Isaiah Austin
Isaiah Austin of Baylor University, 20, was diagnosed with rare genetic disorder Marfan syndrome on Sunday. Reuters

National Basketball Association hopeful Isaiah Austin had a bright future but it has come to a sad end following a diagnosis of Marfan syndrome, a rare genetic disorder that affects the heart, eyes, circulatory system and skeleton. Sunday it was revealed the diagnosis was “career ending.”

It was discovered the 20-year-old Baylor University alum had Marfan syndrome during genetic testing in preparation for the draft where he was expected to be a second-round pick, USA Today reported.

Marfan syndrome affects about one in 5,000 people, the Marfan Syndrome Foundation says. According to the Mayo Clinic, it affects about one in 5,000 people.

"People with Marfan syndrome are usually tall and thin with disproportionately long arms, legs, fingers and toes," the Mayo Clinic Web site says. "The damage caused by Marfan syndrome can be mild or severe. If your heart or blood vessels are affected, the condition can become life-threatening."

Austin, who is half-blind, took to Instagram where he said he was “thankful” and “blessed” to have been able to play basketball. He also thanked everyone for the thousands of well-wishes he received since his diagnosis was revealed. Nearly 7,000 people liked the post after his statement had been on the social media site for four hours.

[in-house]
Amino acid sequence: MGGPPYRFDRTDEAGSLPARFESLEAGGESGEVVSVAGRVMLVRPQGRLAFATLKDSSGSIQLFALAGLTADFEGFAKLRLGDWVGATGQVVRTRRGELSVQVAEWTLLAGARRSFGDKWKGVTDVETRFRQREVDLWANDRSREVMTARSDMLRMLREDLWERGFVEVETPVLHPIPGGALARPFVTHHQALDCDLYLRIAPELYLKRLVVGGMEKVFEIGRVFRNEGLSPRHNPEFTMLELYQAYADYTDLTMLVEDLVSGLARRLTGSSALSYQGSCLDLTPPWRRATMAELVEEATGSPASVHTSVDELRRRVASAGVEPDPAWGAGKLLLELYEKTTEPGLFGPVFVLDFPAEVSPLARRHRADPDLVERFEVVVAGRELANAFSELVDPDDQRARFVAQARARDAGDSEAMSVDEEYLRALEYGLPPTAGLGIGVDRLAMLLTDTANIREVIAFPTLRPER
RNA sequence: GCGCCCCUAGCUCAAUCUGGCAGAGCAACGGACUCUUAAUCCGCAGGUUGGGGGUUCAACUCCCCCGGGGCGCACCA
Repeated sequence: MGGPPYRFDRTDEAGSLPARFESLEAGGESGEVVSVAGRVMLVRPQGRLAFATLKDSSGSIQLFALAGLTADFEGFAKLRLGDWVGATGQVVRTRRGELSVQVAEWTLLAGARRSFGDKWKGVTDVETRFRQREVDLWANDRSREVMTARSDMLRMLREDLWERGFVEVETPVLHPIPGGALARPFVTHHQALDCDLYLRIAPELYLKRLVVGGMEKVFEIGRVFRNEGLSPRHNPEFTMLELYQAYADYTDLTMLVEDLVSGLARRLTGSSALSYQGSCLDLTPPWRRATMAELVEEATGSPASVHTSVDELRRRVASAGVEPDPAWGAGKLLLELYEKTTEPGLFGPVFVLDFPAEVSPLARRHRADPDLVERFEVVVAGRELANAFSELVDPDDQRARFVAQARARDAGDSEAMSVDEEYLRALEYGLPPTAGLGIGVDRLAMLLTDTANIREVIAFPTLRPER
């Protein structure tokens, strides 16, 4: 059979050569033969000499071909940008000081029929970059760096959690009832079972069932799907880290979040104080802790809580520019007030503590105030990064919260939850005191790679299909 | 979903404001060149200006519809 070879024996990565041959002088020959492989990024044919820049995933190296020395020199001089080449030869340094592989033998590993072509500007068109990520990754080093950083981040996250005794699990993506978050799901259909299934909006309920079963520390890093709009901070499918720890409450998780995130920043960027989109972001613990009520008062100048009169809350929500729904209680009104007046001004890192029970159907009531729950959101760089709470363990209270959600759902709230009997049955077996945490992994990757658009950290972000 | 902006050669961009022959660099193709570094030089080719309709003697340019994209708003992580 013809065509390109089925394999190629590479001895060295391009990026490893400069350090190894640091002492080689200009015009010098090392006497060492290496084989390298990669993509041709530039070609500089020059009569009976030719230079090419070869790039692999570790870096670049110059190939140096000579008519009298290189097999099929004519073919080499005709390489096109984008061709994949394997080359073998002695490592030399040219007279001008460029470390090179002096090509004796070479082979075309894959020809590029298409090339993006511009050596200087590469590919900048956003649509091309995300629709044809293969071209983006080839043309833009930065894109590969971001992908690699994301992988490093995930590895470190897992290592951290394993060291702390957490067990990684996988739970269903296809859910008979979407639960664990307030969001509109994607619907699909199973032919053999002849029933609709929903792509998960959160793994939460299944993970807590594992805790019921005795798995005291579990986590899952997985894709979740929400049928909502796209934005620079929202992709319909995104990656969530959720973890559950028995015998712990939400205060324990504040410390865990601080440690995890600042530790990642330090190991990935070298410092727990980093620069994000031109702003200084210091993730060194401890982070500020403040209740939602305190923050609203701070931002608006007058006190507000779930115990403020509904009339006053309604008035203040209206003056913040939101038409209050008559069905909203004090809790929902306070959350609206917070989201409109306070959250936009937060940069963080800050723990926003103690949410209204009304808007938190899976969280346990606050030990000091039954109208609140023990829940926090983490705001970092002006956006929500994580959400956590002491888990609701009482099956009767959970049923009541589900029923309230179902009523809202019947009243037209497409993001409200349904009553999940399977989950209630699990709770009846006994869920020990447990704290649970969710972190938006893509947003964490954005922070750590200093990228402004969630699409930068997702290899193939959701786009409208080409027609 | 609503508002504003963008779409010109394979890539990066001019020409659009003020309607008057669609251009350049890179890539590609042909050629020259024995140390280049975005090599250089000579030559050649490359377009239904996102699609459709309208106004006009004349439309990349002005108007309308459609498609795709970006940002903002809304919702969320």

Many people heard about Marfan syndrome after Olympic swimmer and gold medalist Michael Phelps was rumored to have the disorder because of his is long arms, slender physique and increased flexibility. In the incurable condition, the connective tissue throughout the body is defective. Though the American swimmer, who is arguably the all-time greatest Olympic athlete, doesn't exhibit all of the traits of the genetic disorder.

According the Marfan Foundation, characteristics of Marfan syndrome include abrupt lung collapse and eye problems, which can consist of: nearsightedness, detached retina, dislocated lens, early cataracts and early glaucoma.

Follow me on Twitter @mariamzzarella